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Penn Relays: Villanova’s Penn Relays Pressure Cooker

The following is a guest post by Bill Clark, former operator of the Villanova Running blog and one of the foremost experts on Villanova's track and field history and present.


By: Bill Clark
Villanova Running (@RunNova)

The annual Penn Relays are much more than just another spring track and field meet for Villanova athletes and coaches.  Listening to Marcus O’Sullivan and Gina Procaccio talk about the intense pressure of the meet, it’s not a stretch to say that the Penn Relays are even more important to the Villanova program than the NCAA outdoor championship meet.

"Other teams aren't under the same pressure, trust me," O’Sullivan admitted this week.  "For us, it's different than anything else. I'm talking Olympics, everything."

Indeed, both Villanova coaches have a love-hate relationship with the Penn Relays: decades of unparalleled success (a total of 120 relay titles since 1955) at what is essentially a home meet for Villanova have combined to raise expectations each year to such a level as to unnerve even the most seasoned performers.  This year will be no different.

The glory events at the Penn Relays are, in order, the Distance Medley Relay (or DMR), the 4xMile relay, and 4x800 meter relay.  The Villanova men have won these three races a total of 61 times, but recent success (2009 and 2011) has been had only in the DMR (it’s been 20 years or more since the Villanova men have won either the 4x800 or the 4xMile).  Marcus O’Sullivan will send out relay teams at all three distances this week, with Villanova best chances seeming to be in the DMR and 4xMile.

Villanova men’s side is typically deep in milers, currently boasting three sub-4:00 men in Sam McEntee, Jordy Williamsz, and Rob Denault.  Dusty Solis and Patrick Tiernan are possibilities for the fourth position.  The DMR (four legs of 1200, 400, 800, and 1600 meters, respectively) will feature McEntee, Sam Ellison, and Jordy Williamsz, with it still unclear who (McEntee or Williamsz) will run the anchor leg.   The best bet is McEntee (1200) and Williamsz (1600) bookending the quartet, with Ellison running a key 800 meter leg.  Watch for Dusty Solis, Josh Lampron, and Chris FitzSimons as possibilities in the 4x800 as well.  Look for Oregon, Penn State, and Villanova to be battling in the front in all three races.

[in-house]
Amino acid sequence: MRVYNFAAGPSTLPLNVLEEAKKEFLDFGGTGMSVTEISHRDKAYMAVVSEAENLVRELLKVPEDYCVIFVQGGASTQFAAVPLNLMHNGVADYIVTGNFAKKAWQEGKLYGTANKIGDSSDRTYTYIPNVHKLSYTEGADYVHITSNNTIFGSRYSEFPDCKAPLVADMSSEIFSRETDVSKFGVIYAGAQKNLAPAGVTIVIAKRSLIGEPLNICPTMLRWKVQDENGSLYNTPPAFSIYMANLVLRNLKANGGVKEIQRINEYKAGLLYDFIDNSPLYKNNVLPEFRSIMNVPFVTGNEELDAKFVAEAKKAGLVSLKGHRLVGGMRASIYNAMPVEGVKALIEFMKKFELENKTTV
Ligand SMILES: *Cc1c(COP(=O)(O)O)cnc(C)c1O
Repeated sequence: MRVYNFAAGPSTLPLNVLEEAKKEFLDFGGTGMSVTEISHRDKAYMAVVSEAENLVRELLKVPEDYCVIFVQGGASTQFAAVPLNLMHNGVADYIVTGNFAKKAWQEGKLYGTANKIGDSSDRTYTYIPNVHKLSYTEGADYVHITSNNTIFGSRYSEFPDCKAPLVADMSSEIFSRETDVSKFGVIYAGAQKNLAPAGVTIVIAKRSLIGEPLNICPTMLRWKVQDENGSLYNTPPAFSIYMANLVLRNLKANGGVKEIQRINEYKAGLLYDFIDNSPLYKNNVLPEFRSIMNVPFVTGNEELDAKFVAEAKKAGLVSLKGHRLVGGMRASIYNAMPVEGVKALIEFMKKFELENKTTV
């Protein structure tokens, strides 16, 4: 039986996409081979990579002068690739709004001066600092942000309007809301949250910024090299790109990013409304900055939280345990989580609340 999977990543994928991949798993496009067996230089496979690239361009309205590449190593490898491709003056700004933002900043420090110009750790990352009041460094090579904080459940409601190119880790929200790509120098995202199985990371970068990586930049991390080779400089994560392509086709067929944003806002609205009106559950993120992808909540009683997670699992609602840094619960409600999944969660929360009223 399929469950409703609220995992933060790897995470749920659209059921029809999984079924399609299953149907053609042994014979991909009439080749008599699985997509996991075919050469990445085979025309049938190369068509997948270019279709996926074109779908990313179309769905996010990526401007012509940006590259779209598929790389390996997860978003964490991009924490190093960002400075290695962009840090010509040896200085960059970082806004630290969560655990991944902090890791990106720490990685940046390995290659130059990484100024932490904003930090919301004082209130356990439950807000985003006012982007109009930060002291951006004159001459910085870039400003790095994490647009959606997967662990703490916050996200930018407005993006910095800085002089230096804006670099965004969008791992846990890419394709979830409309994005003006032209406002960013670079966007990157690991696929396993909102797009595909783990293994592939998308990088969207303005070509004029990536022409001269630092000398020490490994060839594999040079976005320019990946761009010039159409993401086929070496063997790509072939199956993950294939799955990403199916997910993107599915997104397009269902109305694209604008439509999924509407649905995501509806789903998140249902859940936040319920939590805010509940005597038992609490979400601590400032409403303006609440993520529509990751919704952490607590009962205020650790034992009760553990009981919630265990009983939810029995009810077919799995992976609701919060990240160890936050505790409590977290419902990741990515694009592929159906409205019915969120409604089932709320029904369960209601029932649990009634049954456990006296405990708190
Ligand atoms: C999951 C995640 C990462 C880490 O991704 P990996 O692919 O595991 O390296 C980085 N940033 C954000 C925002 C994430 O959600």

The Villanova women will have a hard time duplicating last year’s success, when they took both the DMR and 4x800 titles – the latter in dramatic fashion as Emily Lipari pipped Oregon anchor Laura Roesler at the line to help set a new NCAA record of 8:17.45.  Lipari will anchor both the women’s DMR and 4x800 (and likely the 4x1500 quartet as well).  In the 4x800 race, all four legs from last year’s winning squad return: Kelsey Margey, Angel Piccirillo, Nicky Akande, and Lipari.  However, it took an NCAA record from Villanova to beat Oregon last year, and the Ducks look strong again in 2014.

Look for Stephanie Schappert to play a key role as well, in the DMR and 4x1500. Schappert has had a strong spring, boosting Villanova’s chances in both races. The Villanova women haven’t won the 4x1500 since 2000, but should be a strong contender this year.

"Coming in, they know they can win," coach Gina Procaccio said. "The lineup may be a little bit different for a couple, but they all at least ran on one last year. I told them they've all won a leg at Penn, all brought in the lead no matter what leg they were on."

Much of the focus will be on last year’s Penn Relays most outstanding female relay performer Emily Lipari,who seems to be at the peak of her powers: she came in 5th at the NCAA cross country nationals (over 6K) in November and won the NCAA indoor mile title last month.  She’s likely to anchor all three relays.

While the structure of Villanova’s program cannot really expect to produce NCAA team titles, winning the marquee events at the Penn Relays requires just what Villanova tends to have: significant depth in the middle distances.  It’s hard to remember a recent year when both the Villanova men and women (especially) were quite this deep in the 800/1500/mile.  Whether this depth translates into more Championship of America wheels will depend on how these athletes perform under pressure.

"Some athletes really stand up and revel in what I call the pressure cooker," said O’Sullivan. "This is what it all kind of comes down to. . . . This is what it means to be at Villanova. Over time, you get accustomed to it."